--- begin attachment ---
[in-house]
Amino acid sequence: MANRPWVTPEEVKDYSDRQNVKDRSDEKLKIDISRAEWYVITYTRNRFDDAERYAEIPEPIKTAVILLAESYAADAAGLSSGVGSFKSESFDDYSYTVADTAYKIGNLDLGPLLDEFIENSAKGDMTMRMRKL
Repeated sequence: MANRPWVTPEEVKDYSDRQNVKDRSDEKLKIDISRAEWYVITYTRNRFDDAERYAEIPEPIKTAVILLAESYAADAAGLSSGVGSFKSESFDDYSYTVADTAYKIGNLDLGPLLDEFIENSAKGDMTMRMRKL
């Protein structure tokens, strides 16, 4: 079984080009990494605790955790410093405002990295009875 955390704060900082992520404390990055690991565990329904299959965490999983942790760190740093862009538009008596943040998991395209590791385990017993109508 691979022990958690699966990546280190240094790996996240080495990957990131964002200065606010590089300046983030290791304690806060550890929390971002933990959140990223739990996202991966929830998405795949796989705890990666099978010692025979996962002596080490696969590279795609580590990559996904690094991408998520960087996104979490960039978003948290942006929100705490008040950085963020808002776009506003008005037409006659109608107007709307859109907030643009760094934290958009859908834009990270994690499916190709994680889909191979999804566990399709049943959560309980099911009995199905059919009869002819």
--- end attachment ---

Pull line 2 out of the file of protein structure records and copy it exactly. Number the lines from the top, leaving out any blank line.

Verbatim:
Amino acid sequence: MANRPWVTPEEVKDYSDRQNVKDRSDEKLKIDISRAEWYVITYTRNRFDDAERYAEIPEPIKTAVILLAESYAADAAGLSSGVGSFKSESFDDYSYTVADTAYKIGNLDLGPLLDEFIENSAKGDMTMRMRKL